After you’ve accepted your situation, you can seek to change your perception of it. In Frankl’s case, he had no escape from his situation, but he chose to perceive his situation using the lens of deeper meaning he could find in it, instead of focusing on the tragic nature of it.
What are you going through right now?
Can you change the way you’re perceiving the situation?
Try shifting your perception “something is being done to me” to “I can do something about this.”
The only mistakes that do true harm are the ones you fail to learn from and repeat again, which will happen from time to time.
If, however, you’re able to reflect long enough to answer this question, you might be able to move forward with an improved perspective.
The question is, what can I learn from this?
Let’s say your employer fires you — a truly down moment in your life. What can you learn from that experience?
Maybe you’ll learn the position didn’t suit you. It didn’t align with your strengths, which made your termination inevitable.
Maybe it was a blessing you got fired because now you can spend time figuring out where your talents lie instead of wasting years of your life doing something you weren’t supposed to do in the first place.
Or let’s say you’ve been in a particularly nasty fight with your significant other.
Maybe you’ll learn to express your feelings before you reach a boiling point.
Maybe you’ll learn to keep your eyes open, be present, and pay attention to your relationship, else something you failed to notice will blindside you.
I know these are only words. In the moment, it will be difficult to think about what you can learn from a situation when you’re seeing red, feel down, and trapped in a prison of circumstance.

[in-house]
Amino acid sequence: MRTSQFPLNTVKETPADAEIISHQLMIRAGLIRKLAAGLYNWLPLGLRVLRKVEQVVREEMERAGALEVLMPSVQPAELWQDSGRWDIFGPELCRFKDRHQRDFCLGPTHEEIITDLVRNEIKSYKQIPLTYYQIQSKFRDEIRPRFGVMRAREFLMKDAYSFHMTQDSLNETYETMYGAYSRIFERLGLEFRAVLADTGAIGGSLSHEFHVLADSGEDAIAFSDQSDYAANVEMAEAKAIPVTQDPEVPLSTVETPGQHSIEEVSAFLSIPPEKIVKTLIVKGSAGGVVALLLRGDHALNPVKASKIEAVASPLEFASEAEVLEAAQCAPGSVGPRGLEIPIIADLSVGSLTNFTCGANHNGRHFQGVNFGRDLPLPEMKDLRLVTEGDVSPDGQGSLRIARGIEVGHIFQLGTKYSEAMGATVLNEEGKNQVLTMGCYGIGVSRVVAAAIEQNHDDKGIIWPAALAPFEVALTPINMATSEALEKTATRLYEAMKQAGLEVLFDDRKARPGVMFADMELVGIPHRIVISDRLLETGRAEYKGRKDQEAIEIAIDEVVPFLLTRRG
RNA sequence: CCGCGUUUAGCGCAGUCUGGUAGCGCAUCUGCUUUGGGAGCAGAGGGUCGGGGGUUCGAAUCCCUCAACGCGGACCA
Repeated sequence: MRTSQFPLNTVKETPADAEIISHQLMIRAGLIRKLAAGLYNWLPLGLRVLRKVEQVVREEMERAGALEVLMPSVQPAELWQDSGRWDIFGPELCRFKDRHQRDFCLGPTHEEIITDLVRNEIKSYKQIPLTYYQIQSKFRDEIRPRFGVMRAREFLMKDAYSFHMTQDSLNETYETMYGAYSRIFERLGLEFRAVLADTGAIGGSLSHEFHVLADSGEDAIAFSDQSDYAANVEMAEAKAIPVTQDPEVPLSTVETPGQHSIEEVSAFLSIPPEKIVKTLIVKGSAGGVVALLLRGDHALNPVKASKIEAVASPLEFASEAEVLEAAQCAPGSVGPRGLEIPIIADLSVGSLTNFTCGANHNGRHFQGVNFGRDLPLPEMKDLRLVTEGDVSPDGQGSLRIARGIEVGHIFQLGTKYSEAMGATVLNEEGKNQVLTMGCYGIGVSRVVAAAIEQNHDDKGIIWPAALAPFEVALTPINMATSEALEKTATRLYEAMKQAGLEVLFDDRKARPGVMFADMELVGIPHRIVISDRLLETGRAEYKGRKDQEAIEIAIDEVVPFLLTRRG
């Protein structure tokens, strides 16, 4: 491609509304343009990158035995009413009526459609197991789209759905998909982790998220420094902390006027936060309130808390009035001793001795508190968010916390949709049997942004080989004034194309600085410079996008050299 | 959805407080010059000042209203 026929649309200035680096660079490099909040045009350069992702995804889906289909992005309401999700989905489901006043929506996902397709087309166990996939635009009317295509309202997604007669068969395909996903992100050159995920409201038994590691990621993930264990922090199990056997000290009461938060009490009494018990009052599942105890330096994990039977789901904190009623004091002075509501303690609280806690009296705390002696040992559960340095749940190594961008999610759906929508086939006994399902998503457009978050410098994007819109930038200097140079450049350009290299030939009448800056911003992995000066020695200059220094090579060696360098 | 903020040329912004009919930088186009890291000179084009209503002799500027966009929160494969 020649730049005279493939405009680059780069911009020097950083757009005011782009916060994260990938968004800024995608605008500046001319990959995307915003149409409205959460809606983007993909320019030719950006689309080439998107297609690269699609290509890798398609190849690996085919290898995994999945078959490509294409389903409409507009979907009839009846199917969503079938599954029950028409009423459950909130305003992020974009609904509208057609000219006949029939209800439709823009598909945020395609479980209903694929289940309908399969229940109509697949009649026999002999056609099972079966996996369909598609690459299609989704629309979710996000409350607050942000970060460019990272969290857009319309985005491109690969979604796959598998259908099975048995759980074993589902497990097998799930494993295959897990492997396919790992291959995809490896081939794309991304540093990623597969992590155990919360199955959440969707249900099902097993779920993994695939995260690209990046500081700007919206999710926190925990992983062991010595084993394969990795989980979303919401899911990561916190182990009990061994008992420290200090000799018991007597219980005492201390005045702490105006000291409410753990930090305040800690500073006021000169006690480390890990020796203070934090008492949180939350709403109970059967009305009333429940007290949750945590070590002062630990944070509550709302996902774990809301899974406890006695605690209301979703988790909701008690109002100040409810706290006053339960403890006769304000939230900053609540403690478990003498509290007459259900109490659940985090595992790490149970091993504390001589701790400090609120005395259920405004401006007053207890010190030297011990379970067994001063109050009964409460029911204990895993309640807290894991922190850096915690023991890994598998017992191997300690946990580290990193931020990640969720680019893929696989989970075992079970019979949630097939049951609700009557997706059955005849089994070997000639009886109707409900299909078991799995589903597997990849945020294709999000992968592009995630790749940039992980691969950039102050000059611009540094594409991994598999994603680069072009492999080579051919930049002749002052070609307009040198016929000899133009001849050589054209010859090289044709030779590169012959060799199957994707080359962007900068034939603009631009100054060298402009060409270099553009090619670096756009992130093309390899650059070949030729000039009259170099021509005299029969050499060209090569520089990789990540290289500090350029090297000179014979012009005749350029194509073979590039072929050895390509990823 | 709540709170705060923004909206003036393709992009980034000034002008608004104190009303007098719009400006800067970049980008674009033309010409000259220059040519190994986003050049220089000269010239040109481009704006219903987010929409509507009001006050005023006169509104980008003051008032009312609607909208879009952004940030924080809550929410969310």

That’s the point, though. Love isn’t easy.
Especially when it comes to loving your situation. When it comes to your life, “til death to us part” is a vow you can’t break.
Learning to love your life starts with learning to love yourself.
How do you love yourself? By displaying character in life’s hardest moments.
“When jarred, unavoidably, by circumstance revert at once to yourself and don’t lose the rhythm more than you can help. You’ll have a better grasp of harmony if you keep going back to it.” — Marcus Aurelius
The roman emperor wasn’t telling us to “shake things off” the second they occur, but rather to fall back on your character and realize you have the power to be good even when life isn’t good to you.
If people mistreat you, you can find peace in being the bigger person.
If life throws you a curveball, you can rest in the knowledge that you don’t have to allow it to change your character.
Some of the world’s most inspiring people faced challenges greater than you and I will ever face. What inspires us most is the character they displayed during those circumstances.
Martin Luther King never let hatred turn his heart into stone when he had every right to have a hardened heart.
Frankl should have become a cynic, but instead developed a core of meaning most of us will never have.
If these great people can keep their values intact during the most trying times, surely we can remain positive people with integrity during our own trials.
Still, everything I’ve mentioned so far pales in comparison to the main reason you should love your life regardless of what happens to you.
You know who doesn’t have a chance to redeem themselves, change, or grow?
Unfortunately, if life ended sourly for them, they wrote the story of their attitude in stone with their passing.
Maybe your life isn’t where you want it to be right now, but I’m sure you’d cherish it more if you knew when the clock would run out.
You wouldn’t treat your loved one poorly if you knew they’d be gone tomorrow. You’d tell them you love them and enjoy what time you had left with each other.
Remember this — we’ll all soon be dead. Dust. Ashes.
Love your life because it’s the only one you have.
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Originally published at medium.com